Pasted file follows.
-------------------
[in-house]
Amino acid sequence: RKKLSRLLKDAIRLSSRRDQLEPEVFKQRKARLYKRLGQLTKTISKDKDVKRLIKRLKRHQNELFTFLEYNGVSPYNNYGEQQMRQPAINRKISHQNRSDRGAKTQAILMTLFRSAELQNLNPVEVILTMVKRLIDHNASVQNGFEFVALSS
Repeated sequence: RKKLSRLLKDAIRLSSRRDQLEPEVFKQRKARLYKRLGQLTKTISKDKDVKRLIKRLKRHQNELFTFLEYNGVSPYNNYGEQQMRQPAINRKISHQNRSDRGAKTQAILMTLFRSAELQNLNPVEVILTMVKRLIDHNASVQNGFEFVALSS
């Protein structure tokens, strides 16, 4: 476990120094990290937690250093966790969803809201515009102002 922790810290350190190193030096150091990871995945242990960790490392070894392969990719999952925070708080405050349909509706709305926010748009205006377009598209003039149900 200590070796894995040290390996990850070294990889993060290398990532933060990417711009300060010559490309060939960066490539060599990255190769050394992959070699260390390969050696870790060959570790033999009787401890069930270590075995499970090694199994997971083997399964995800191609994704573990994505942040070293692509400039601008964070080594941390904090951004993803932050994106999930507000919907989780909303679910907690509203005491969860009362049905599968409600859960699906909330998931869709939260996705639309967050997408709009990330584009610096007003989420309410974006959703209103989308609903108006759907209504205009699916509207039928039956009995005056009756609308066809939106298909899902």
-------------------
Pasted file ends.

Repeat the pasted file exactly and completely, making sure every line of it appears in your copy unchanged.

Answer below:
[in-house]
Amino acid sequence: RKKLSRLLKDAIRLSSRRDQLEPEVFKQRKARLYKRLGQLTKTISKDKDVKRLIKRLKRHQNELFTFLEYNGVSPYNNYGEQQMRQPAINRKISHQNRSDRGAKTQAILMTLFRSAELQNLNPVEVILTMVKRLIDHNASVQNGFEFVALSS
Repeated sequence: RKKLSRLLKDAIRLSSRRDQLEPEVFKQRKARLYKRLGQLTKTISKDKDVKRLIKRLKRHQNELFTFLEYNGVSPYNNYGEQQMRQPAINRKISHQNRSDRGAKTQAILMTLFRSAELQNLNPVEVILTMVKRLIDHNASVQNGFEFVALSS
């Protein structure tokens, strides 16, 4: 476990120094990290937690250093966790969803809201515009102002 922790810290350190190193030096150091990871995945242990960790490392070894392969990719999952925070708080405050349909509706709305926010748009205006377009598209003039149900 200590070796894995040290390996990850070294990889993060290398990532933060990417711009300060010559490309060939960066490539060599990255190769050394992959070699260390390969050696870790060959570790033999009787401890069930270590075995499970090694199994997971083997399964995800191609994704573990994505942040070293692509400039601008964070080594941390904090951004993803932050994106999930507000919907989780909303679910907690509203005491969860009362049905599968409600859960699906909330998931869709939260996705639309967050997408709009990330584009610096007003989420309410974006959703209103989308609903108006759907209504205009699916509207039928039956009995005056009756609308066809939106298909899902």